The internal anatomy of the manatee
has been well understood for over a hundred years, but for many organs and organ
systems, modern histological and histochemical techniques need to be applied to
understand their function or physiology.
Manatee senses are well-developed,
especially hearing which has been measured as a range exceeding that of humans
in the low frequency range. Touch, taste, sight, and smell are all important
senses for the manatee and appear to be well-developed. Further studies are in
progress to determine ranges of sensitivity.
Digestion in manatees typifies the hindgut
digesters, herbivores in which most cellulose breakdown occurs in the large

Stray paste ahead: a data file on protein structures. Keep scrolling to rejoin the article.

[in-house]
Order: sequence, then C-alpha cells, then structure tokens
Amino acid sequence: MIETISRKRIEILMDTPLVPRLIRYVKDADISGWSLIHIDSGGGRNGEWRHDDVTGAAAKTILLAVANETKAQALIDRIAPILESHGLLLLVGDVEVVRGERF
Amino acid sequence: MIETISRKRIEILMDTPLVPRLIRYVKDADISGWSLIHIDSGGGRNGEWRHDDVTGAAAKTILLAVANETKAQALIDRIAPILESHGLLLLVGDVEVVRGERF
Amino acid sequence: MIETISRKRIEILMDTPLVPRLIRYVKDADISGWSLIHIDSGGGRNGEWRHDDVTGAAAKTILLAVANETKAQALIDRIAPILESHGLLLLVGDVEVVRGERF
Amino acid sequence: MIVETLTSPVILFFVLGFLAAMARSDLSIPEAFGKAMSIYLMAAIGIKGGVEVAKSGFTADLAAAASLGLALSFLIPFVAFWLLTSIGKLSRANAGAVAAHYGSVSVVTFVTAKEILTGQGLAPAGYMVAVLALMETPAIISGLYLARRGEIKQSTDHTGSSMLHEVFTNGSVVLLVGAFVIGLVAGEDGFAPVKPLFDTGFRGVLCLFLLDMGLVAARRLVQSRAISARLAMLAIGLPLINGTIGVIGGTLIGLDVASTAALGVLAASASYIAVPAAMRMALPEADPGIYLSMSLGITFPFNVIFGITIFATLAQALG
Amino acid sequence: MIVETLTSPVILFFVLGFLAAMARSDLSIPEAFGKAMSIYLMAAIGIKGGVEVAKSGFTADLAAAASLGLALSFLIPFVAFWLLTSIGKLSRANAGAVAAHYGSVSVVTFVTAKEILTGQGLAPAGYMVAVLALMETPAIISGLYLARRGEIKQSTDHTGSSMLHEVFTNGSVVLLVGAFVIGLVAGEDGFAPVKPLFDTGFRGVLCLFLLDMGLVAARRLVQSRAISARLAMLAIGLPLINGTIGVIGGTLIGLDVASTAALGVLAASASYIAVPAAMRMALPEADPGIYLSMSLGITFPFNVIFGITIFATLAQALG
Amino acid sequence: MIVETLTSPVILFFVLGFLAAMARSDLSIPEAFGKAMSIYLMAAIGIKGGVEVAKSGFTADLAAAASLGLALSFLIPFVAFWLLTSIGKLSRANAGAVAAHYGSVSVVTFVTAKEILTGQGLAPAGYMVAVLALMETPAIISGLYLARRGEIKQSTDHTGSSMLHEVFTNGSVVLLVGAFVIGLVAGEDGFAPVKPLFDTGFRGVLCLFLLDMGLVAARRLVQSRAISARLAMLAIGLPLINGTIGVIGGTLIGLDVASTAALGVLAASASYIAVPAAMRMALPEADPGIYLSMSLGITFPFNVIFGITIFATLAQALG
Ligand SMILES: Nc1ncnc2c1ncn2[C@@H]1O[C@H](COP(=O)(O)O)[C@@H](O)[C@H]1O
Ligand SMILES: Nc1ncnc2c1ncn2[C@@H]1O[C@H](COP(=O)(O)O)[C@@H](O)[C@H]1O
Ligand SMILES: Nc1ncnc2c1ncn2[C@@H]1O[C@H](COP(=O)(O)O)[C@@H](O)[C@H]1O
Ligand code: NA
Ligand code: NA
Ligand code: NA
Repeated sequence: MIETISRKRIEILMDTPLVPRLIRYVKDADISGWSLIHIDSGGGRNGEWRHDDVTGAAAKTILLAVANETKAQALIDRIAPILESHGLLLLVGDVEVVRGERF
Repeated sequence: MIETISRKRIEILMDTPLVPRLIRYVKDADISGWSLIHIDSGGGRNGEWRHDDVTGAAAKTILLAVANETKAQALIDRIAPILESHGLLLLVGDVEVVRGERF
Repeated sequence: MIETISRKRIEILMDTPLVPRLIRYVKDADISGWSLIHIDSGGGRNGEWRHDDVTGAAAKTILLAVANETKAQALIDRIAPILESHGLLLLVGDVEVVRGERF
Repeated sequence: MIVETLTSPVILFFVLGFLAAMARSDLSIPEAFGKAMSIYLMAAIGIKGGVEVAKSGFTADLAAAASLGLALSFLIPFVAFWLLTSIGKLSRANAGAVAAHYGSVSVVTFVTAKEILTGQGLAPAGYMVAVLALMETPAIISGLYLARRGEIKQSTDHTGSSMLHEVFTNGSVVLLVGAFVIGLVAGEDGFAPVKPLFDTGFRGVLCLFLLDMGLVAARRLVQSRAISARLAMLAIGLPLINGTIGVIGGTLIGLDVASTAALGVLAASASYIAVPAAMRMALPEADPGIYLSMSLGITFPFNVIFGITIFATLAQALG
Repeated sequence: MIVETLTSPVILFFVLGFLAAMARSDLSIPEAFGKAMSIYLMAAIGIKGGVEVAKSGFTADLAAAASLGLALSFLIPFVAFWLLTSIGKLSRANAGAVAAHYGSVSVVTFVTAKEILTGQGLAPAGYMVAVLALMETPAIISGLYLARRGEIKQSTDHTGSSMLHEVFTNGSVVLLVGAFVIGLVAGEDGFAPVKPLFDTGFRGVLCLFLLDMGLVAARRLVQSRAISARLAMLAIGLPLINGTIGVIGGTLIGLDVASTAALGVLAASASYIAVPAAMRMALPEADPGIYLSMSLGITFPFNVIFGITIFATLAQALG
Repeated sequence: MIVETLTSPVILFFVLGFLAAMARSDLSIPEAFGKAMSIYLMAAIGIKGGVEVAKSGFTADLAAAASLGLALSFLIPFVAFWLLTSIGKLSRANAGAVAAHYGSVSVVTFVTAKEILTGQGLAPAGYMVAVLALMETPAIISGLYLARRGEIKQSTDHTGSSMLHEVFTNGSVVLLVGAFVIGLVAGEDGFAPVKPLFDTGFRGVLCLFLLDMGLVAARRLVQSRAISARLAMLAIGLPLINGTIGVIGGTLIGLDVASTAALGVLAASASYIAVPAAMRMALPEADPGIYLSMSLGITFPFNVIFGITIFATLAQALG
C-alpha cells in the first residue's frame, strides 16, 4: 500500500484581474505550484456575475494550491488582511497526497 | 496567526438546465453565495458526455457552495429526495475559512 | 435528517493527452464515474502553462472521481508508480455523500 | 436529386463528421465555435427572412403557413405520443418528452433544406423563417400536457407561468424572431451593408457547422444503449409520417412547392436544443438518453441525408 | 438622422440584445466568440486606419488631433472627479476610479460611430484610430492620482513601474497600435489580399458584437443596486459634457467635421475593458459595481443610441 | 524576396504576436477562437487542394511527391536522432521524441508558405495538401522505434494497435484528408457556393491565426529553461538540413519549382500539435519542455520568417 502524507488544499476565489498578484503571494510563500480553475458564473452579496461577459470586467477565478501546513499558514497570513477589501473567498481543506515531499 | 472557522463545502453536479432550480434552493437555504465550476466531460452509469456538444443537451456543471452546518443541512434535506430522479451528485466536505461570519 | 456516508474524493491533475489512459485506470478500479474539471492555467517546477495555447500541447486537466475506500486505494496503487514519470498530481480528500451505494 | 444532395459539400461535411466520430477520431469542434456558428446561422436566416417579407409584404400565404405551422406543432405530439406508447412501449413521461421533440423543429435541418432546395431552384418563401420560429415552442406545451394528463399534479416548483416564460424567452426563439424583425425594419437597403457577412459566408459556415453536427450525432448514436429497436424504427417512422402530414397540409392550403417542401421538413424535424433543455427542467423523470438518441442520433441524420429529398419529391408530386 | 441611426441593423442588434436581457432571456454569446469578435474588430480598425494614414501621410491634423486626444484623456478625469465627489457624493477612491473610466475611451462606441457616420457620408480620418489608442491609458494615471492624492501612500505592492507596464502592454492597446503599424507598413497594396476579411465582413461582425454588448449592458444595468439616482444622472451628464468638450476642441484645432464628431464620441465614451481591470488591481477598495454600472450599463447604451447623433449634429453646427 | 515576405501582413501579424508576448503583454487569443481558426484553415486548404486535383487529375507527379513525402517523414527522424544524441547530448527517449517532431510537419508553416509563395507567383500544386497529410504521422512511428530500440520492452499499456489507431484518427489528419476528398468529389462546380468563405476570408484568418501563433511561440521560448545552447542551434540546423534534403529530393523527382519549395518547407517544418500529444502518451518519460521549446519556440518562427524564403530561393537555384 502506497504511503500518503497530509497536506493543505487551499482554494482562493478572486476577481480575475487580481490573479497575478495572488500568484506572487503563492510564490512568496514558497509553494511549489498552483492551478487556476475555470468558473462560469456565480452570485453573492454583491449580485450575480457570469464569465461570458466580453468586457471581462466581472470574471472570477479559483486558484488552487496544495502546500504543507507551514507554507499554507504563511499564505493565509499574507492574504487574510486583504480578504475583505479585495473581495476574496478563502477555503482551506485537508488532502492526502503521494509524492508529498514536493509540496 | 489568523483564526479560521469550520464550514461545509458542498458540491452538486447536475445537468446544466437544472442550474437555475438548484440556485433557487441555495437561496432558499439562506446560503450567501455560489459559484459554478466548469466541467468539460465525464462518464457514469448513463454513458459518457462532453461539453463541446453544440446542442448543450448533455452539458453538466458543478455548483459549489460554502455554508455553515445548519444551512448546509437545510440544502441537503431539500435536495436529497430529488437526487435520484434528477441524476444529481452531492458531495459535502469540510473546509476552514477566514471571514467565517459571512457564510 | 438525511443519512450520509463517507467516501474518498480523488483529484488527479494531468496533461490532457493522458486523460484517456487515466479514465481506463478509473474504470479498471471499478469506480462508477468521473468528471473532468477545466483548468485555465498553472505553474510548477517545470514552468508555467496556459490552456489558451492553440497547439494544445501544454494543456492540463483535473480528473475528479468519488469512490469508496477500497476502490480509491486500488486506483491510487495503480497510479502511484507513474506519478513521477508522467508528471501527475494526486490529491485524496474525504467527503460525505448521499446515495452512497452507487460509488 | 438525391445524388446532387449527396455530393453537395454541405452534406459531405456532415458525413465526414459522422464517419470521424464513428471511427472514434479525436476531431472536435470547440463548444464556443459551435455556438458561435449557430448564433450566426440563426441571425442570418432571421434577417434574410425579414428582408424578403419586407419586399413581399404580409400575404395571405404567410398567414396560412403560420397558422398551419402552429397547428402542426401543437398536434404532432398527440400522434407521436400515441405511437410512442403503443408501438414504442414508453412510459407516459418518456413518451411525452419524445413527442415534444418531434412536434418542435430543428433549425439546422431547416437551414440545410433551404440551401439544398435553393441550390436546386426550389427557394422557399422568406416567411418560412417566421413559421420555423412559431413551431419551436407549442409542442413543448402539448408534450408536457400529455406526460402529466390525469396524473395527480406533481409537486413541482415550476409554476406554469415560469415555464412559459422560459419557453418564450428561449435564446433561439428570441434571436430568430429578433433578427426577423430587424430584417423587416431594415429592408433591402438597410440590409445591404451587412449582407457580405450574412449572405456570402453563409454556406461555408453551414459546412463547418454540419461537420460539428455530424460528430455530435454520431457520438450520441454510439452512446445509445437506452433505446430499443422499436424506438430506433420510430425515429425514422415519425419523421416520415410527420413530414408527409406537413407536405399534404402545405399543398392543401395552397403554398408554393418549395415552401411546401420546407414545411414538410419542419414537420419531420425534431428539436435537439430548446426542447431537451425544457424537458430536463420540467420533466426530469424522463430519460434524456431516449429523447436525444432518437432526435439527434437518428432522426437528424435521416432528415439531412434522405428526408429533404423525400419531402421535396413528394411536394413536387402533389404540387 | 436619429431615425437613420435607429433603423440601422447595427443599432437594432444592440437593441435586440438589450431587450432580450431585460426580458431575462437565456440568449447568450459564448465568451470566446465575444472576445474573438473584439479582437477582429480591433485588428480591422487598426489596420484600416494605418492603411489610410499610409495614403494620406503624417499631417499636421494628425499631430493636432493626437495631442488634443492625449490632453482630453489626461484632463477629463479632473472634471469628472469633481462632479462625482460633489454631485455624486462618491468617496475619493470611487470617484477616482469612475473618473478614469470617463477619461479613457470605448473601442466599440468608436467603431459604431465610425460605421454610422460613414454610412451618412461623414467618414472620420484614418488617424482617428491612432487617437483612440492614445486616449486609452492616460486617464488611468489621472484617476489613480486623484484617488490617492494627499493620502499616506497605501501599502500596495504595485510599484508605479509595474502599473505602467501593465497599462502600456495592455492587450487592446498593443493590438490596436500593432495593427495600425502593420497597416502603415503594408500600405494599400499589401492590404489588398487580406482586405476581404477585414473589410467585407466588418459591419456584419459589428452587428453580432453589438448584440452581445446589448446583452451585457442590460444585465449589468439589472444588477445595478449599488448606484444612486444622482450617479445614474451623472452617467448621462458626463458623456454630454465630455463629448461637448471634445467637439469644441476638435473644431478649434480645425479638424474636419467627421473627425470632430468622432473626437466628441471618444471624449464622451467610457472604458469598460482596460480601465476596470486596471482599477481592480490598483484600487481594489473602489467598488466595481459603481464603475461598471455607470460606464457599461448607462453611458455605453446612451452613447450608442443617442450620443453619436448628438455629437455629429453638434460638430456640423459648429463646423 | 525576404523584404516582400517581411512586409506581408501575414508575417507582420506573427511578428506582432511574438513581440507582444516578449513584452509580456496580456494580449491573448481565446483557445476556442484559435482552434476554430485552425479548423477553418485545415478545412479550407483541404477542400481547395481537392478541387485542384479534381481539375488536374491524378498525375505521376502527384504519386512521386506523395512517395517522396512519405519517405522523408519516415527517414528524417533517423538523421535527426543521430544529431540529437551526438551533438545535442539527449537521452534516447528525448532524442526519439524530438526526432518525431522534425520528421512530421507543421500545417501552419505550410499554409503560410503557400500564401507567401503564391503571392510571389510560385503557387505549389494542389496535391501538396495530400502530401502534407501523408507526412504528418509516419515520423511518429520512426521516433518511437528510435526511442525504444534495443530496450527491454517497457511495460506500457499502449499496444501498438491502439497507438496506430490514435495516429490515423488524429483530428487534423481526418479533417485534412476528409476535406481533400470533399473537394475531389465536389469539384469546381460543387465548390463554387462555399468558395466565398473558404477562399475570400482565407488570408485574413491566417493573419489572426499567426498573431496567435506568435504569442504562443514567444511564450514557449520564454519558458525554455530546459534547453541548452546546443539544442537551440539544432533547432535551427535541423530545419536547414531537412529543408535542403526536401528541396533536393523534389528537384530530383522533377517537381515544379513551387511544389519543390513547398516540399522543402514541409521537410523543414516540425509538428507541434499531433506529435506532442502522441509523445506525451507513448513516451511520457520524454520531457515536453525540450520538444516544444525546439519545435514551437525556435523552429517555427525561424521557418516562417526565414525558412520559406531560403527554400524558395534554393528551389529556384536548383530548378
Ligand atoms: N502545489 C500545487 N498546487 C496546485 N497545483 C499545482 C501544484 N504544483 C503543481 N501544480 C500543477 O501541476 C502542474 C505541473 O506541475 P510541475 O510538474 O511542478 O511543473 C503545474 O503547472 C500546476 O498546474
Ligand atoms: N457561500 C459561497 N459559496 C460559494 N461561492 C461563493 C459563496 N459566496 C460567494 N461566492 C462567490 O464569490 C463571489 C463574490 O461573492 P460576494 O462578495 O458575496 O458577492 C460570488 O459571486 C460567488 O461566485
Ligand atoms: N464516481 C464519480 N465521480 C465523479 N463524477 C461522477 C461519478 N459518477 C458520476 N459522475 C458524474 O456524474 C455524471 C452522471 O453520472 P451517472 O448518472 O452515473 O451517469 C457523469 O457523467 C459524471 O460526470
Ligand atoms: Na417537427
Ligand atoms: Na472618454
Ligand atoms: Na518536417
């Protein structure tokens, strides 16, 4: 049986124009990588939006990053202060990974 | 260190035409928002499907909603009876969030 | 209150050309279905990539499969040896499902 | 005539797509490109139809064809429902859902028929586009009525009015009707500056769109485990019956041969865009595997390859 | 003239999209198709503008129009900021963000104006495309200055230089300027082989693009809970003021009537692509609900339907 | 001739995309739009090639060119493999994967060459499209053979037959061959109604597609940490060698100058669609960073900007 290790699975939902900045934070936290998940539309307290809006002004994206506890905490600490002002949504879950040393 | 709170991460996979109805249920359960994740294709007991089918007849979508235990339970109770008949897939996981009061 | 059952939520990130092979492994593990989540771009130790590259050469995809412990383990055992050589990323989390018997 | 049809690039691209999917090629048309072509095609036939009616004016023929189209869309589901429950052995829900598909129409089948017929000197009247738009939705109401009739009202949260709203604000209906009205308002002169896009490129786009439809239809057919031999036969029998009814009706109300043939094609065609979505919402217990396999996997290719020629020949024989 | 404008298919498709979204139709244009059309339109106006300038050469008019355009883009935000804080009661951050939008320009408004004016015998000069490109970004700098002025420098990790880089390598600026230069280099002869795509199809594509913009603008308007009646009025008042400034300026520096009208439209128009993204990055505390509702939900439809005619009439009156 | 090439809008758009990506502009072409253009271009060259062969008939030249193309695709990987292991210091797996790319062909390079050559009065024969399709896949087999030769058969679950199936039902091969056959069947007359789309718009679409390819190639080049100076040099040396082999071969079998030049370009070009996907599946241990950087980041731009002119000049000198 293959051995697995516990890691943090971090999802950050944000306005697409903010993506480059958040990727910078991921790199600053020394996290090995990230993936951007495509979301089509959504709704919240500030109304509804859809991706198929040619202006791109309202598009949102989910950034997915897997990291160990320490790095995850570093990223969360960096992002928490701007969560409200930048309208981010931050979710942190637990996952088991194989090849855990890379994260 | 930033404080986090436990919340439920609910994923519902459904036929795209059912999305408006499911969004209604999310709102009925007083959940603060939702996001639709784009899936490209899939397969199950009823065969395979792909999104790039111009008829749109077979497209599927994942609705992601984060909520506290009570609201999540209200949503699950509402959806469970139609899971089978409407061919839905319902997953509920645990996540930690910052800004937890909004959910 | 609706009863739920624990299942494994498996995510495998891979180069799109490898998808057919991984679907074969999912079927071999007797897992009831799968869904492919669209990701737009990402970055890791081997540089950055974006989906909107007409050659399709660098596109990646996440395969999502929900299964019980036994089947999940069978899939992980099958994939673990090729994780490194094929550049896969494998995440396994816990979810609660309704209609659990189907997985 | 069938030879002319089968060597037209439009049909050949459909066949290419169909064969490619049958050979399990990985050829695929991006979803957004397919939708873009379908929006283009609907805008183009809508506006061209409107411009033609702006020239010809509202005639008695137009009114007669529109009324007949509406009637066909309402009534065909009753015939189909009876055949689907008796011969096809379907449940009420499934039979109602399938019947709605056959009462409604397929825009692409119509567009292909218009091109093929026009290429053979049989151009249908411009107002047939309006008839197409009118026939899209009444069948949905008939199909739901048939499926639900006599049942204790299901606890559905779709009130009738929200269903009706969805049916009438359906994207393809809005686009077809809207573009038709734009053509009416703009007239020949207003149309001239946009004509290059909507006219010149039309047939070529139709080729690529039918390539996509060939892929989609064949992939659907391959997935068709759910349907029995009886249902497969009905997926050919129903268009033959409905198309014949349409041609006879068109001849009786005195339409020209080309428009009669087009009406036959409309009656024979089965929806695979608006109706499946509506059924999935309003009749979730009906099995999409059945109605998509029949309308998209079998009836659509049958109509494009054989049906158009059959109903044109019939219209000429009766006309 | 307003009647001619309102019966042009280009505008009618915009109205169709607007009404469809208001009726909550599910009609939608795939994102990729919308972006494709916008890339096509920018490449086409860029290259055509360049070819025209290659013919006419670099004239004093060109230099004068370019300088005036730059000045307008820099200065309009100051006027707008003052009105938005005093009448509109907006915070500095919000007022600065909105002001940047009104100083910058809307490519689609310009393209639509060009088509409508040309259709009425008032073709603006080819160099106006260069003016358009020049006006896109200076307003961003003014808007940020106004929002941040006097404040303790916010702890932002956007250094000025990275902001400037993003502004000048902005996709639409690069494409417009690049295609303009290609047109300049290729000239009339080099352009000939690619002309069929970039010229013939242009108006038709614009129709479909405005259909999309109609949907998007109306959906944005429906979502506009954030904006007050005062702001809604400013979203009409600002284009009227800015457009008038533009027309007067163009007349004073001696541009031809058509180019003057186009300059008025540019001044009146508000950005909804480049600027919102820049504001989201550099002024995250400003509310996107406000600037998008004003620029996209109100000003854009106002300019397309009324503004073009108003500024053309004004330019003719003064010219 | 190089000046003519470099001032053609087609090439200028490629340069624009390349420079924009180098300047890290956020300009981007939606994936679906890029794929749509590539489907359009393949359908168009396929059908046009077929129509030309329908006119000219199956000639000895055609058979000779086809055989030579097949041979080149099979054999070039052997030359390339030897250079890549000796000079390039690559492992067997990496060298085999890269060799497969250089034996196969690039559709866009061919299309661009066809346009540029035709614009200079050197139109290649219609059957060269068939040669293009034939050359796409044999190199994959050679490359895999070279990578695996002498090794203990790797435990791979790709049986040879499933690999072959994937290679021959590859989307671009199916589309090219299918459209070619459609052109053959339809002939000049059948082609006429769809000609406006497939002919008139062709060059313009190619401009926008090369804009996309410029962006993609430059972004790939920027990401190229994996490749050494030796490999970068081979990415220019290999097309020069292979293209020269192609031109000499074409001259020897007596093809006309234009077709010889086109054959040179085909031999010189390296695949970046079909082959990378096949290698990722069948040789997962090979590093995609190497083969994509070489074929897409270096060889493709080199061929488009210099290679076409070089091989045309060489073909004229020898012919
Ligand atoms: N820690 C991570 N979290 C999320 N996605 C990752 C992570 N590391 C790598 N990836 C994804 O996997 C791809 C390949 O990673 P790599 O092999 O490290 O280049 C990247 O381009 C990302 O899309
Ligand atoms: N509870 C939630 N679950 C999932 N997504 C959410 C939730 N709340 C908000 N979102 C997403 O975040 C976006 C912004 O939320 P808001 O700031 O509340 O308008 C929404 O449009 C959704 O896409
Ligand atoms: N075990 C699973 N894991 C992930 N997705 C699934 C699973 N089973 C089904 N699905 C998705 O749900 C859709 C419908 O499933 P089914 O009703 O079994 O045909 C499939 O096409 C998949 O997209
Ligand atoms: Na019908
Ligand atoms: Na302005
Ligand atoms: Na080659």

intestine. The horse is another hindgut digester.
Kidney function in manatees has not been
studied, but most scientists believe that manatees can exist for some time
without fresh water, but that the animals must have access to freshwater
periodically to survive. Preliminary studies suggest that manatee kidneys can
produce a reasonably concentrated urine.